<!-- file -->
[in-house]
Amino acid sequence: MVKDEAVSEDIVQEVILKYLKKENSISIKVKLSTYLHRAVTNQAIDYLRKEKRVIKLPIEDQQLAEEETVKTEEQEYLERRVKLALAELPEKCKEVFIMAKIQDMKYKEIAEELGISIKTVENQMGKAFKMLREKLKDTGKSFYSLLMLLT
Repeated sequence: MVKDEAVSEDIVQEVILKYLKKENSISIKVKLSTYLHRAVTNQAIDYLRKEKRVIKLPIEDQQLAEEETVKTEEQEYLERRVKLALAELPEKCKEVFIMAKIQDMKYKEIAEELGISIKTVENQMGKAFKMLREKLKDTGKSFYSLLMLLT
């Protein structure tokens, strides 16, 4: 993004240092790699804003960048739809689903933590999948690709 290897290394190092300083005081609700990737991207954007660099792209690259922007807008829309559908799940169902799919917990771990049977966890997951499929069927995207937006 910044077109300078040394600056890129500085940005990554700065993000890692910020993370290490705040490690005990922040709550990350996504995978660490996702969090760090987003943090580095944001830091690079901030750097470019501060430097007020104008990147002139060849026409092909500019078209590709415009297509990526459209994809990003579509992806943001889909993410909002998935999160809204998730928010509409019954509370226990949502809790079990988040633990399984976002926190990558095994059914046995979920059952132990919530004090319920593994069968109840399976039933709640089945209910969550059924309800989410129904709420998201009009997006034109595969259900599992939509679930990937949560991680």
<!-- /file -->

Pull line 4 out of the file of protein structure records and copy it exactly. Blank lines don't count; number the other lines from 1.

């Protein structure tokens, strides 16, 4: 993004240092790699804003960048739809689903933590999948690709 290897290394190092300083005081609700990737991207954007660099792209690259922007807008829309559908799940169902799919917990771990049977966890997951499929069927995207937006 910044077109300078040394600056890129500085940005990554700065993000890692910020993370290490705040490690005990922040709550990350996504995978660490996702969090760090987003943090580095944001830091690079901030750097470019501060430097007020104008990147002139060849026409092909500019078209590709415009297509990526459209994809990003579509992806943001889909993410909002998935999160809204998730928010509409019954509370226990949502809790079990988040633990399984976002926190990558095994059914046995979920059952132990919530004090319920593994069968109840399976039933709640089945209910969550059924309800989410129904709420998201009009997006034109595969259900599992939509679930990937949560991680």